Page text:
Ceramic brakes

Ceramic Brakes: Everything You Need to Know

In motorsports, the showcase of Formula 1 is a real laboratory for new technologies. Ceramic brakes are one of them. But what is this innovation whose name evokes more fragility than performance? And what will it mean for the average driver’s car? Find out all about ceramic brakes.

Car braking system and its limits

A vehicle accumulates kinetic energy while driving; it is a potential energy which is transformed into destructive energy during an accident against an obstacle or which takes the form of heat energy when the brakes are activated to slow down or stop the car.

The rise in temperature of the brakes is, therefore, a normal phenomenon, and the problem lies in the capacity of the braking system to dissipate this heat into the ambient air. The limit is reached during heavy or prolonged braking, where the heat can deteriorate the seals of the brake pistons, the brake discs and boil the brake fluid (fading), making them inoperative.

Technical solutions: carbon or ceramic brakes

To dissipate the heat, various corrective solutions exist. The simplest and least expensive are the ventilated or perforated discs.

– The ventilated disc: it has 2 layers between which air circulates for better cooling.

– The perforated disc: several holes are scattered on the surface of the discs for better cooling.

The replacement of steel discs with carbon or ceramic discs is also an effective alternative, the restriction for carbon discs being their prior heating to be functional.

Focus on ceramic brakes

Ceramic brakes

This type of brake, which has nothing to do with the traditional ceramic material, is made of composite ceramic. These are carbon structure brakes to which silica extracts are added. When heated in an oven, these discs acquire a hardness close to that of a diamond.

Advantages of ceramic brakes

Ceramic discs have considerable qualities.

– A capacity of operation at high temperatures (up to 1000°C). In addition, the fact that they do not radiate heat preserves the life of neighbouring components and fluids (brake callipers, brake fluid, hubs, grease for hubs and transmissions, etc.).

– A long life. Due to their hardness quality, the life span is equivalent or superior to that of the vehicle, thus 5 to 10 times longer than standard discs (for comparison, a set of steel discs is replaced on average every 50,000 km).

– A great lightness (3 times lighter than traditional discs). This is an important factor for unsprung masses (wheels and brakes).

– Powerful and efficient braking at all temperatures (a quality that follows from the previous strengths).

Disadvantages of ceramic brakes

Although ceramic brakes are a revolution, their use on mass-produced vehicles is not yet a reality for two main reasons:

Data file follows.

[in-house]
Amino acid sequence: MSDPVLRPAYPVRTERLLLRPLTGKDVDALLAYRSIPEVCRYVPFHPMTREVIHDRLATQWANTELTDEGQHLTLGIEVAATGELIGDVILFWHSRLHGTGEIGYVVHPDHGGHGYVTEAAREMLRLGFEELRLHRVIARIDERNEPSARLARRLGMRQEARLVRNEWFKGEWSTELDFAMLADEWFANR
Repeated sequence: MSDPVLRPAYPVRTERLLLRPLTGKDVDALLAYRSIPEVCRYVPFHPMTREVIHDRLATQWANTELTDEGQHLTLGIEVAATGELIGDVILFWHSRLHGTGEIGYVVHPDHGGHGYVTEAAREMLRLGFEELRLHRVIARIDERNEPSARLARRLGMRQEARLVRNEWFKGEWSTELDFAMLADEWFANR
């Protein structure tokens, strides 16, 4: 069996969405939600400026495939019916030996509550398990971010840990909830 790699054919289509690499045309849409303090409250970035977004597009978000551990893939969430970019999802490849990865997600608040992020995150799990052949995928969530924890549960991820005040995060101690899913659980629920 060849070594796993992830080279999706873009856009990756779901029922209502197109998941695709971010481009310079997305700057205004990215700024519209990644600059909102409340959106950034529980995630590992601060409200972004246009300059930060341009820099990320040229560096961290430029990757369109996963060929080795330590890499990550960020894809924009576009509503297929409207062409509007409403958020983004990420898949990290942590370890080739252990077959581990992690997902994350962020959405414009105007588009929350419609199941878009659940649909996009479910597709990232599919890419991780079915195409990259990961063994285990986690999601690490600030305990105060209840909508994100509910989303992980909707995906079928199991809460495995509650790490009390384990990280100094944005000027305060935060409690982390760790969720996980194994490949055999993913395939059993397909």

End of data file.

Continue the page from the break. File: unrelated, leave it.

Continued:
– The cost: it is exorbitant. For example, a ceramic brake pack (discs + callipers) for an Audi RS 6 reaches $10 000. The main reason is the extremely technical and time-consuming manufacturing process:

◦ a porous carbon fibre matrix is gradually enriched and filled with composite materials after various formatting and oven stages;

◦ the resulting part must approach the final dimensional characteristics as closely as possible;

◦ the last step consists in adding silica-based components to obtain, after a final steaming, a hardness close to diamond, which complicates the last grinding operation of the disc intended to bring it precisely to its final dimension.

– The elitism due to the cost, the manufacturing process and the very restrictive number of firms capable of producing ceramic brakes. The main developers are Brembo, and Carbone Lorraine for the optional equipment of prestigious brands and models and for racing teams.

Here are some examples of available assemblies (the average price of a set of discs is $3,500):




997 GT3


F360 – F430


M3 – 1M – Z8


Gran Tourismo




C6 Z06

Ceramic brakes on mass-produced cars?

As mentioned, the vehicles currently equipped with ceramic brakes (as an option) are prestige and luxury vehicles, as well as competition prototypes.

Mass-produced cars will have to wait a few more years. The evolution towards more flexible manufacturing processes and lower costs is the first condition: if mass production lowers costs, they will always be higher than traditional brake discs (a set of steel discs costs $50 to $150).

If the arguments of safety by their performance lean in favour of ceramic discs, traditional braking systems have evolved a lot, helped by assistance devices (anti-lock brakes, tire adhesion, new technologies related to electric and hybrid vehicles, such as energy recovery during braking, which allow using the brakes less).

Hope you like this new post on ceramic brakes. Remember to leave your comments below.

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